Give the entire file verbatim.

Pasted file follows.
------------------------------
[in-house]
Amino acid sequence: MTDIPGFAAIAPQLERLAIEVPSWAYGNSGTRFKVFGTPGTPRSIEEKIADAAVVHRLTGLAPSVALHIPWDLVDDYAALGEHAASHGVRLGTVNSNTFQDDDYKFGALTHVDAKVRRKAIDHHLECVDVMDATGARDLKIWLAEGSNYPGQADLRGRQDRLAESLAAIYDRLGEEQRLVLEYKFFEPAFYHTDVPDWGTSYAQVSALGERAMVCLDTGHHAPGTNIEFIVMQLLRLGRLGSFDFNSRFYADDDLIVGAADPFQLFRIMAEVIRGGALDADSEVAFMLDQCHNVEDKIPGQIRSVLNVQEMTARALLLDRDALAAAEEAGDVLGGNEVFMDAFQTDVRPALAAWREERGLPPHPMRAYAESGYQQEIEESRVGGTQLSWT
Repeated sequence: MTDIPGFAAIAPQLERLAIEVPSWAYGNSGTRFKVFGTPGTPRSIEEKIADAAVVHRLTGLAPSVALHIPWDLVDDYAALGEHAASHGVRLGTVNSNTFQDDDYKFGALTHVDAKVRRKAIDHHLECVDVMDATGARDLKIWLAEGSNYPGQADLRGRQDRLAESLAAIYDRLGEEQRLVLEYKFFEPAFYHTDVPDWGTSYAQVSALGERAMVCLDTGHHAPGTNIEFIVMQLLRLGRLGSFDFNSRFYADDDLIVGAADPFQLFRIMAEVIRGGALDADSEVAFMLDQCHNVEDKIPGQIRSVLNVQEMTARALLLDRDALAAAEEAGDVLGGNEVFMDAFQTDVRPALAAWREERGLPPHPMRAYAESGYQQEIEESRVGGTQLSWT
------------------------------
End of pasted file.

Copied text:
[in-house]
Amino acid sequence: MTDIPGFAAIAPQLERLAIEVPSWAYGNSGTRFKVFGTPGTPRSIEEKIADAAVVHRLTGLAPSVALHIPWDLVDDYAALGEHAASHGVRLGTVNSNTFQDDDYKFGALTHVDAKVRRKAIDHHLECVDVMDATGARDLKIWLAEGSNYPGQADLRGRQDRLAESLAAIYDRLGEEQRLVLEYKFFEPAFYHTDVPDWGTSYAQVSALGERAMVCLDTGHHAPGTNIEFIVMQLLRLGRLGSFDFNSRFYADDDLIVGAADPFQLFRIMAEVIRGGALDADSEVAFMLDQCHNVEDKIPGQIRSVLNVQEMTARALLLDRDALAAAEEAGDVLGGNEVFMDAFQTDVRPALAAWREERGLPPHPMRAYAESGYQQEIEESRVGGTQLSWT
Repeated sequence: MTDIPGFAAIAPQLERLAIEVPSWAYGNSGTRFKVFGTPGTPRSIEEKIADAAVVHRLTGLAPSVALHIPWDLVDDYAALGEHAASHGVRLGTVNSNTFQDDDYKFGALTHVDAKVRRKAIDHHLECVDVMDATGARDLKIWLAEGSNYPGQADLRGRQDRLAESLAAIYDRLGEEQRLVLEYKFFEPAFYHTDVPDWGTSYAQVSALGERAMVCLDTGHHAPGTNIEFIVMQLLRLGRLGSFDFNSRFYADDDLIVGAADPFQLFRIMAEVIRGGALDADSEVAFMLDQCHNVEDKIPGQIRSVLNVQEMTARALLLDRDALAAAEEAGDVLGGNEVFMDAFQTDVRPALAAWREERGLPPHPMRAYAESGYQQEIEESRVGGTQLSWT